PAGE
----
Whom to watch in 2020
A few names to look for in the new year
As has become tradition at the CN&R around this time, when the days begin to get longer, we start looking to the future. In doing so, we focus on some of the people we think are likely to make headlines in the coming year.
When our staff sat down to share nominees for 2020, we ended up with what is probably a first for this newspaper: an all-women Whom to Watch list. It includes the director of Butte County Public Health, the city of Chico’s vice mayor and a councilwoman, a county supervisor, the executive director of the local fire safe council, and three faces behind an up-and-coming theater company.
They all share a deep connection to Butte County, but each has a different vision about how to contribute to and shape the future of our region.
Danette York found herself at a controversial crossroads around the same time she was hired as the director of Butte County Public Health.
This past summer, the Chico-based Northern Valley Harm Reduction Coalition (NVHRC) submitted an application to the state Public Health Department to distribute free syringes in Chico. The issue quickly became heated locally: Would such a service be helpful or harmful, compassionate or enabling?
Public Health was asked to make presentations on the topic. York told the CN&R she assembled key members of her team beforehand and they shared their thoughts, but she made it clear how the department would respond.
“Whether it’s syringe access or any hot topic or political topics, I will always provide the recommendation based on the data,” she said. “And that’s just being transparent and honest.”
So, York’s team recommended syringe access programs to the Chico City Council and the Butte County Board of Supervisors, presenting data showing that they are effective in reducing transmission of HIV and hepatitis C among injection drug users. Shortly after, the state granted NVHRC a license to provide the service.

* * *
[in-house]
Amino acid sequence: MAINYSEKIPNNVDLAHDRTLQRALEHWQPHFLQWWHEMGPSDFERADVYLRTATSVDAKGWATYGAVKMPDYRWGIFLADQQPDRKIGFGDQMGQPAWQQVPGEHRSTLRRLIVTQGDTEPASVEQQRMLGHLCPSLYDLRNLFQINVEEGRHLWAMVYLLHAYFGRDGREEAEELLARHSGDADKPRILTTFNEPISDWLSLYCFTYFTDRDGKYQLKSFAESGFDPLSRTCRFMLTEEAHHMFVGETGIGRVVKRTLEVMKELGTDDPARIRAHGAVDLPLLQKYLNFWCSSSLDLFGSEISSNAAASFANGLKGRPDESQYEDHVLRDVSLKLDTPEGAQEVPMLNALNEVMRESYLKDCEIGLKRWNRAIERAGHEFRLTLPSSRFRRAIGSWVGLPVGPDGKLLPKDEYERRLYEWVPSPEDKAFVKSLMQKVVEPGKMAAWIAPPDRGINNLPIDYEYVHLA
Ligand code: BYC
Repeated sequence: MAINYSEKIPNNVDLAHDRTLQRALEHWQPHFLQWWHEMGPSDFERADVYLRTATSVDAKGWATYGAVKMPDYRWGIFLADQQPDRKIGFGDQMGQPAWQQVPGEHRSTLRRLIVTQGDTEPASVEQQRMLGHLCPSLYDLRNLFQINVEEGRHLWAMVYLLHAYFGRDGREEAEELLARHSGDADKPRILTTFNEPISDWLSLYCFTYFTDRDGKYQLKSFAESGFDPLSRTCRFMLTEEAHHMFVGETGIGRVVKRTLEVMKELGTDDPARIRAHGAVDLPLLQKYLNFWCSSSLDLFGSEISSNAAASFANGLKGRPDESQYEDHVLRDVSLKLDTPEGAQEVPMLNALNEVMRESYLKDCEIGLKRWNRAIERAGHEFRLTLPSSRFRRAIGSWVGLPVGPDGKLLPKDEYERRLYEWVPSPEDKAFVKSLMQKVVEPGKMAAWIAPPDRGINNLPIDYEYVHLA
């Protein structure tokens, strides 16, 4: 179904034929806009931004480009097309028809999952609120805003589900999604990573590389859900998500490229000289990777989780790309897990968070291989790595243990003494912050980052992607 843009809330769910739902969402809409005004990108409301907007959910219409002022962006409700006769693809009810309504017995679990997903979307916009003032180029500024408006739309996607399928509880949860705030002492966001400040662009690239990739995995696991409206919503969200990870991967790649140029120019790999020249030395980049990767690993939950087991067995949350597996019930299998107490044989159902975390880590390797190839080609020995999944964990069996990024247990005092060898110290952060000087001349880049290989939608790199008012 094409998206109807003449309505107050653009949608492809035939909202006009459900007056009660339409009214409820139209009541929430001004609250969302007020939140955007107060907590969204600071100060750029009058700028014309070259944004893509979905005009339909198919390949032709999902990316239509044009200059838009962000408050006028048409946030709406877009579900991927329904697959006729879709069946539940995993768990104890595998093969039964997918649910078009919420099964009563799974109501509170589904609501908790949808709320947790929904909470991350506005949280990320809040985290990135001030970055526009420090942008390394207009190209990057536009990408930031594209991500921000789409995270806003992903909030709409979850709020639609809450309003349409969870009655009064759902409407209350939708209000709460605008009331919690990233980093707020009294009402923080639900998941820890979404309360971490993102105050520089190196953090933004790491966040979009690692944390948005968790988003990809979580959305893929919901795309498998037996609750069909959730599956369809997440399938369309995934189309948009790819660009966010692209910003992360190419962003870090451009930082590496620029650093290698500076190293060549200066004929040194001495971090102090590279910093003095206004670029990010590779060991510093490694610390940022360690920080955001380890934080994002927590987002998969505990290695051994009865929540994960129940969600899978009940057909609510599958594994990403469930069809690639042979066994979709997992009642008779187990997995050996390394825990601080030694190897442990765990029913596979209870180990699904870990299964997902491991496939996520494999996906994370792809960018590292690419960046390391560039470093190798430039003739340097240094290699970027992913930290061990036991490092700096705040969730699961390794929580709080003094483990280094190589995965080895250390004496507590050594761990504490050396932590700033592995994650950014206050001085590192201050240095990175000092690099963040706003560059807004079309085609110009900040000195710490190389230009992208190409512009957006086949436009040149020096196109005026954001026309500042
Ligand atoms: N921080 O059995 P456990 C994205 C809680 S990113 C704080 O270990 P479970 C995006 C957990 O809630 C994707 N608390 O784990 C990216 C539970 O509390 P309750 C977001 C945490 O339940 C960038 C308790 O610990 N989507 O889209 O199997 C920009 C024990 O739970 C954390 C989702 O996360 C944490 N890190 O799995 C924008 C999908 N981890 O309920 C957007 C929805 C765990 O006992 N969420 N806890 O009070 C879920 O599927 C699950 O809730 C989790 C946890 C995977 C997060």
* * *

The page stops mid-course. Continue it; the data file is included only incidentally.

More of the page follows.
This response exemplifies York’s approach to all issues of public health concern: She told the CN&R that she sees open communication as a critical part of her role as director. In 2020, she says she’ll also focus on strengthening the department’s preventative health efforts.
When a staff position opened up recently, York seized the opportunity to create a new division and division director position focused on prevention, education and health promotion. It’s her hope this will streamline the county’s preventative education work.
“They can work together, they can learn from each other and they can cross-train,” she said. “That director can focus on more opportunities—learning from things like the Community Health Assessment [CHA] what Butte County needs … and then be able to look for funding opportunities that could help create a program or a policy that would help address that.”
This year also marks the development of a community health improvement plan in response to the CHA, which analyzes data to paint a picture of the overall well-being of Butte County every four years. York is looking forward to working alongside her colleagues to home in on potential solutions to three of the county’s primary issues: mental health, substance abuse and homelessness.
York told the CN&R she plans on advocating for solutions to those issues on a larger scale this year as well. She is part of the County Health Executives Association of California, a statewide organization made up of county and city health department and agency directors, and plans on expanding the scope of her involvement to “make sure that Butte County is represented and not forgotten.”
“For public health as a system, we will be watching closely [in 2020] and trying to help wherever we can on building access to care,” she said.
Agent of action